Big hotels in Los Angeles will soon be required to pay at least $15.37 an hour to their workers – one of the highest minimum wage requirements in the country.
The City Council voted 12 to 3 on Wednesday to impose the wage requirements on large hotels, handing a major victory to organized labor and a defeat to business groups. Lawmakers said the measure would pull thousands of hotel workers out of poverty, helping them provide for their families.
"We will change lives by increasing what people are making," said Councilman Paul Koretz.
Councilman Bernard C. Parks spoke against the measure, saying wage initiatives should not be "just for a specific union or industry or business." He said his South Los Angeles district cannot afford to see more workers lose their jobs.
"I can't afford for those who are actually working to be part of the unemployment process because we did something … that did not look at the larger picture," he said.
The wage boost will go into effect in July for hotels with at least 300 rooms, and expand a year later to hotels with at least 150 rooms. Unionized hotels can be exempted from the higher wage if workers explicitly waive it in a contract. Hotels that face severe financial hardships can also be exempted.
Parks and two others -- Councilmen Mitchell Englander and Paul Krekorian -- voted against the measure. Because the vote was not unanimous, the ordinance will require a second procedural vote next week.
Mayor Eric Garcetti has already said he will sign the plan.The higher hotel wage was the product of two years of organizing by a coalition that included labor unions, more than a dozen neighborhood councils, the ACLU and other nonprofits, which billed the measure as a critical step in addressing poverty.
"The men and woman who work in this industry create enormous profits for the industry, and it's time that we invest in them and not just in the brick and mortar of the buildings that they work in," said Maria Elena Durazo, head of the Los Angeles County Federation of Labor. "They deserve better. The hotels can afford it."
Hotel and business groups warn it could ultimately harm those same workers by forcing hotels from Harbor Gateway to the San Fernando Valley to cut jobs.
"There will be layoffs and terminations of 2,000 people," Michael Czarcinski, chairman of the Hotel Assn. of Los Angeles, told the council. "You will be able to empty this room 10 times."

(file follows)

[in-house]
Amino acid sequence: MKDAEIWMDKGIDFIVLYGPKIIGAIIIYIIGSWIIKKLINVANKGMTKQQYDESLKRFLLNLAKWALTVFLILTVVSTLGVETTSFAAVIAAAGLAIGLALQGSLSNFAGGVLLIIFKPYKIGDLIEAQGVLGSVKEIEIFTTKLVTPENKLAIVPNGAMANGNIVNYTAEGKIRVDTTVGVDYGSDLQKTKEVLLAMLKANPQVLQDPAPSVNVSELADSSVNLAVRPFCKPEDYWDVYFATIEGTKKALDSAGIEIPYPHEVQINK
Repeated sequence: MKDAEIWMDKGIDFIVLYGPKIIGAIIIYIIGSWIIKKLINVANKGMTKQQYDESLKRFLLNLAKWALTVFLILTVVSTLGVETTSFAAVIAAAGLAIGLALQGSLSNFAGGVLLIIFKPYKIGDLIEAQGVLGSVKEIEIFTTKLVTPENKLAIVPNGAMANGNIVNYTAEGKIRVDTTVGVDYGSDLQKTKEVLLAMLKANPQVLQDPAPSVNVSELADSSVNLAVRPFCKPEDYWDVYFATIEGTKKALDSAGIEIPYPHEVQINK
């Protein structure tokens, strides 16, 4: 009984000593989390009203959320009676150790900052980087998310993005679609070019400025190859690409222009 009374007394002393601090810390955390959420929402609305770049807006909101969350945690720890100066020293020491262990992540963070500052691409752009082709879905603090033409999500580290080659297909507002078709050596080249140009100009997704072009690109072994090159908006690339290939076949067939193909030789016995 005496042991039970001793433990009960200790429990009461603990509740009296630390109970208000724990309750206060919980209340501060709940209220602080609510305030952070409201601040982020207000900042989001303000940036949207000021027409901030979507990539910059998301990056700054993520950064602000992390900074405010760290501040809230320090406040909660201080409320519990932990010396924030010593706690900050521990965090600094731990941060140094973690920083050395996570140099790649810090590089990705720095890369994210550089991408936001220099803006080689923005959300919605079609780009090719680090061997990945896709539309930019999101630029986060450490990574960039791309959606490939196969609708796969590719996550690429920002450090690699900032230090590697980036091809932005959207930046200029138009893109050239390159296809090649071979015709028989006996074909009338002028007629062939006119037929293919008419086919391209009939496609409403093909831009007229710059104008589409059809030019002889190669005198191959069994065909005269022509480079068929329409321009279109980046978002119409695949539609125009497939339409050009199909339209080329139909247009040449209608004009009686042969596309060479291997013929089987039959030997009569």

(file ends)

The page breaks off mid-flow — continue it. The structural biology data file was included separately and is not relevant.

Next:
Business groups have threatened to sue over the plan, arguing that the city is flouting an earlier law that placed a series of conditions on any future wage hikes. They also argued that the new ordinance appears to violate the federal equal protection clause by unfairly targeting one industry.
Several hotel managers complained that it made no sense to single their businesses out for higher wages, especially as the city considers a proposal from Garcetti to gradually boost the citywide minimum wage to $13.25 in three years.
Councilman Mike Bonin, who co-authored the hotel wage hike, said lawmakers in Los Angeles and across the state have already been providing financial incentives to the hotel industry, auto dealerships and Internet companies.
"If we can do targeted incentives to help businesses, we can do targeted incentives to help those who are working and living in poverty," he said.
Analysts have estimated that anywhere from 5,300 to 13,500 workers could be affected by the ordinance, depending on how it is implemented. The California Hotel & Lodging Assn. estimates that 13 hotels would face the higher wage requirements in 2015, with another 28 joining them in 2016.
The last time that Los Angeles mandated a higher minimum wage was seven years ago, when lawmakers targeted hotels near Los Angeles International Airport. Two out of three reports requested by the city from outside economists found that employment growth suffered as a result.
"It cost jobs," said Bruce Baltin, senior vice president of PFK, a firm selected by the Los Angeles Area Chamber of Commerce to do the analysis. "That's just a fact of life."
Councilwoman Nury Martinez, who represents the central San Fernando Valley, said the benefits of the measure will greatly outweigh the costs. Under the current pay structure, hotel employees frequently have to work two jobs, forcing them to return home late at night, she said.
"It is not OK for mothers in the city who work in this industry to not be home before bedtime to put their kids to sleep," she said. "It is not OK for families … working in this thriving industry to not see their children before they go to bed."
Christopher Thornberg, founding partner of Beacon Economics, warned the higher wage will have an adverse affect on jobs in the hospitality industry. Thornberg, who also analyzed the LAX wage hike, complained that lawmakers were ignoring "reasonable analysis."
"They kept going back to the idea of this low-income Hispanic woman working two jobs who doesn't have enough time to spend with her kids," Thornberg said. "Well, she's going to have a lot more time to spend with her kids when she doesn't have a job."